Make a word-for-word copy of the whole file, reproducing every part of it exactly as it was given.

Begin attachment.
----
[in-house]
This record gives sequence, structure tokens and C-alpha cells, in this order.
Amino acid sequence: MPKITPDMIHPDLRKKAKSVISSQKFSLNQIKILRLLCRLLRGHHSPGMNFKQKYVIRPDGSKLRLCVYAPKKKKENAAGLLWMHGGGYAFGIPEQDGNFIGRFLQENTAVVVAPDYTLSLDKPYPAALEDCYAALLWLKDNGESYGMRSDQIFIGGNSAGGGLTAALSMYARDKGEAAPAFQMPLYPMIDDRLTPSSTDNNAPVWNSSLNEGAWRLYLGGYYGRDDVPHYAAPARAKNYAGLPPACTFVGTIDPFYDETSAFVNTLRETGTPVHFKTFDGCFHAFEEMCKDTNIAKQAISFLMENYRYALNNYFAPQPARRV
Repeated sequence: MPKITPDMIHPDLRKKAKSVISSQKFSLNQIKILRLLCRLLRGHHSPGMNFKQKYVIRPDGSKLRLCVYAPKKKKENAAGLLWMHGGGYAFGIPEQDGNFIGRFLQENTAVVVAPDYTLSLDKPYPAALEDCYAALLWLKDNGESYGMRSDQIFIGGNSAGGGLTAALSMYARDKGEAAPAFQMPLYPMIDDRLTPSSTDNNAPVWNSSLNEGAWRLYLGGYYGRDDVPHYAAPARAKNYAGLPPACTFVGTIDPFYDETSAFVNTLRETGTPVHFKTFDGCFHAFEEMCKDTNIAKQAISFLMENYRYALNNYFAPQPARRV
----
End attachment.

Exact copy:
[in-house]
This record gives sequence, structure tokens and C-alpha cells, in this order.
Amino acid sequence: MPKITPDMIHPDLRKKAKSVISSQKFSLNQIKILRLLCRLLRGHHSPGMNFKQKYVIRPDGSKLRLCVYAPKKKKENAAGLLWMHGGGYAFGIPEQDGNFIGRFLQENTAVVVAPDYTLSLDKPYPAALEDCYAALLWLKDNGESYGMRSDQIFIGGNSAGGGLTAALSMYARDKGEAAPAFQMPLYPMIDDRLTPSSTDNNAPVWNSSLNEGAWRLYLGGYYGRDDVPHYAAPARAKNYAGLPPACTFVGTIDPFYDETSAFVNTLRETGTPVHFKTFDGCFHAFEEMCKDTNIAKQAISFLMENYRYALNNYFAPQPARRV
Repeated sequence: MPKITPDMIHPDLRKKAKSVISSQKFSLNQIKILRLLCRLLRGHHSPGMNFKQKYVIRPDGSKLRLCVYAPKKKKENAAGLLWMHGGGYAFGIPEQDGNFIGRFLQENTAVVVAPDYTLSLDKPYPAALEDCYAALLWLKDNGESYGMRSDQIFIGGNSAGGGLTAALSMYARDKGEAAPAFQMPLYPMIDDRLTPSSTDNNAPVWNSSLNEGAWRLYLGGYYGRDDVPHYAAPARAKNYAGLPPACTFVGTIDPFYDETSAFVNTLRETGTPVHFKTFDGCFHAFEEMCKDTNIAKQAISFLMENYRYALNNYFAPQPARRV